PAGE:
Happy Alternate Earth Day!

Okay, so technically there is no such thing. But stay with me a moment and let me explain.

So I totally missed the ball yesterday for Earth Day. I’m sorry, Earth. It’s nothing personal. It’s not like I was dumping garbage around my back yard and leaking batteries into the soil. No, I took a nice walk. I marveled in the beauty of Mother Earth, and got some good old fashioned Vitamin D from the sun. And during that walk I started to think about other Earths, alternate Earths.

You know what I mean—Earths from fiction or film that are just so slightly different from our own that they act like a mirror, distorted just enough to feel foreign while retaining that same sense of familiarity. Like Tolkien’s Middle-Earth, or the Marvel Universe (comic books make particular use of this concept in the “what-if” Earth scenario).

All throughout my life, I’ve wanted to dwell in alternate Earths. So, in lieu of writing a post about our Earth, I thought I’d share two of my favorite alternate Earths in hopes that you’ll share some of yours (from comics, books, movies, whatever.)

Jacqueline Carey’s Terre D’Ange:  If you open up Carey’s books you’ll find that the map looks like our own world, but upon reading the first few pages it’s quite clear that history took a huge turn at some point. She creates cultures which mirror many of those we’re familiar with, including kingdoms in France, the British Isles, and as far away as the Middle East. She even bases the religion of Terre D’Ange (the French-based kingdom) loosely on Judeo-Christian mythology—but turning it from monotheistic to polytheistic in practice. The result is that Carey’s world becomes as much of an exploration for the reader as the characters. With each new journey, there’s a sense of deja-vu amidst the discovery, and a thrill to see what she’s done with the culture. A highly recommended series of books, especially if you like a little sauciness and sexiness with your world building.

BoneshakerCherie Priest’s Seattle & United States – Steampunk literature, in my opinion, sometimes suffers from a little too much in the way of alternate history without good alternate world building. The result ends up feeling like name dropping, with authors working to include Tesla, Babbage, and Lovelace in everything they write without really exploring the what-ifs of the world itself. But in Boneshaker, Priest’s much lauded book, the world building is top notch and decidedly different. In fact, her Blight-infected Seattle—while rooted in historical detail (down to the street names and buildings)—is a truly new world. You can almost feel the city breathe and wheeze through the pages, and it becomes as much a character as anyone in the book. In Priest’s world, the Civil War has not ended, and we get hints throughout the book of its impact on the West Coast—but those little details are just so tantalizing. Not to mention it’s downright gritty, as opposed to much of the gaslight romance stuff out there. Part of her Clockwork Century books, Boneshaker will be followed up by Clementine and Dreadnought.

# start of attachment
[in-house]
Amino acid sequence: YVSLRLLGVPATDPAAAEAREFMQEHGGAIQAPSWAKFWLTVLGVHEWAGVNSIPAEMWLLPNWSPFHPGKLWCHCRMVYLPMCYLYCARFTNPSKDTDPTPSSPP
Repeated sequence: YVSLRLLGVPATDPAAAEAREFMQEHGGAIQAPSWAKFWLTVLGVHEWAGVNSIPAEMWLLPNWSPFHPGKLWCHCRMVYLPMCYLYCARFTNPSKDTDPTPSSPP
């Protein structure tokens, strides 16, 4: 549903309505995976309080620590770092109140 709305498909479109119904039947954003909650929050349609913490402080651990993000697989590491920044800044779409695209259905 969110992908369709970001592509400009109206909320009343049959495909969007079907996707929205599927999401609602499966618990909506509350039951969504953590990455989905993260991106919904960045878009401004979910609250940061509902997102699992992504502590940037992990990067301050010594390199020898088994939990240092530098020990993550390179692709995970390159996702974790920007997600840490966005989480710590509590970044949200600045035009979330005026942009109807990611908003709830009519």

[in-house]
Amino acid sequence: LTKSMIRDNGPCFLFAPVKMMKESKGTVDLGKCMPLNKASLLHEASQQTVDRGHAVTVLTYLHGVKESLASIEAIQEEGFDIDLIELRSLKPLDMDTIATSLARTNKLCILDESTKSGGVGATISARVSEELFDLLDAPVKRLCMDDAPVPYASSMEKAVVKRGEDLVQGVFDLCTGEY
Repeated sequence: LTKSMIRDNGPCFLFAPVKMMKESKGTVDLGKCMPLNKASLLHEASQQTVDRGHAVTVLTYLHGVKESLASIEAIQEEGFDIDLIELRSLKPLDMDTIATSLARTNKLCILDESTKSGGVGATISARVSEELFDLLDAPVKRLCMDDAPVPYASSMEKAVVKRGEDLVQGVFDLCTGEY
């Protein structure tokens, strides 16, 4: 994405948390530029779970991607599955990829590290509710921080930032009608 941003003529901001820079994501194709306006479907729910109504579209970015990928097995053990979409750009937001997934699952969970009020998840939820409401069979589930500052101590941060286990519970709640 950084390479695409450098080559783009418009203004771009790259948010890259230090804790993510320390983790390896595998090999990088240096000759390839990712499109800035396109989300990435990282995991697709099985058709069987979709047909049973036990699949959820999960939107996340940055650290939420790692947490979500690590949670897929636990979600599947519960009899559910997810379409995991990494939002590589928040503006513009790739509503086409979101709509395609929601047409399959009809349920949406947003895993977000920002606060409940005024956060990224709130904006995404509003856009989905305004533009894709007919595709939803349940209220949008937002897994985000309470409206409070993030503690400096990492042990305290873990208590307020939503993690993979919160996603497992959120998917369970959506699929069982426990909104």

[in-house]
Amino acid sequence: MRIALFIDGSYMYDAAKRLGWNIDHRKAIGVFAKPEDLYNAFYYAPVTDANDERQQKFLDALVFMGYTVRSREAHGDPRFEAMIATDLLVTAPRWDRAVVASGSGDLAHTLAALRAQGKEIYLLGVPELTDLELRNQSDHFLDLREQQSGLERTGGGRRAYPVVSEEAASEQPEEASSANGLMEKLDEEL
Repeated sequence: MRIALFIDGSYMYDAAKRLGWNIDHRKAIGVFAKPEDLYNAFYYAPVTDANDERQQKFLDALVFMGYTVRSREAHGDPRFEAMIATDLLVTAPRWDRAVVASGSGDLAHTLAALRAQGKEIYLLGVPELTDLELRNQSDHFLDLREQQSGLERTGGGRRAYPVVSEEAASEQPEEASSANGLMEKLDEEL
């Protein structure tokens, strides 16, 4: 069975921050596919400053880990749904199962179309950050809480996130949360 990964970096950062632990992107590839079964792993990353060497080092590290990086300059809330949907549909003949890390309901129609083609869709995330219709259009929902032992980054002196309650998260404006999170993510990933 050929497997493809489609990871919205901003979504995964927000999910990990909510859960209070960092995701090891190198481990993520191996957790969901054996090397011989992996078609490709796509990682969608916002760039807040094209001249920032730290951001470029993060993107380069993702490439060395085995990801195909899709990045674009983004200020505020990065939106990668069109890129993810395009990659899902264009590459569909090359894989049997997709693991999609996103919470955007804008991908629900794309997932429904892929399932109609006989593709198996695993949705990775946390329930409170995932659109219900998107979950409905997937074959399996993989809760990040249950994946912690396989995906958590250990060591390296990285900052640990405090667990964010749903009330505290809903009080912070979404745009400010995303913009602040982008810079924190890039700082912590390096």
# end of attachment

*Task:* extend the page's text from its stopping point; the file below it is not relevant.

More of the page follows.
So how about you? What are your favorite alternate Earths? Any you wish you lived in? Any you have nightmares about?

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9 Responses to Happy Alternate Earth Day!

  1. Lyras world from the His Dark Materials trilogy. about the most amount of sub-plots you can get into a book and it still makes sense. Also excellent use of the mulitiverse theory!

  2. Lyras world from the His Dark Materials trilogy. about the most amount of sub-plots you can get into a book and it still makes sense. Also excellent use of the mulitiverse theory!

  3. 'Interworld' by Neil Gaiman presents a nice variation on a well-known theme. It's a 'young adults' read, but I much liked it, myself. About a boy who's a 'walker' – an individual capable of traversing amongst a billion or so alternative earths, some ruled by science, others by magic, but most (as our own world) a mixture of the twain.

  4. ‘Interworld’ by Neil Gaiman presents a nice variation on a well-known theme. It’s a ‘young adults’ read, but I much liked it, myself. About a boy who’s a ‘walker’ – an individual capable of traversing amongst a billion or so alternative earths, some ruled by science, others by magic, but most (as our own world) a mixture of the twain.

  5. Xanth from the Xanth series by Piers Anthony – "any resemblance to any Mundane peninsula is strictly in the mind of the author, who lives near the North Village."

    Neil Gaiman's London Below in Neverwhere.

    And I just added Boneshaker to my Audible wish list. Wil Wheaton reads it. :D

  6. Xanth from the Xanth series by Piers Anthony – “any resemblance to any Mundane peninsula is strictly in the mind of the author, who lives near the North Village.”

    Neil Gaiman’s London Below in Neverwhere.

    And I just added Boneshaker to my Audible wish list. Wil Wheaton reads it. :D

  7. My fave alternate Earth(s) are DC comics' Earth-1 and Earth-2; Marvel Comics' take on Earth, after the Fantastic Four to the present…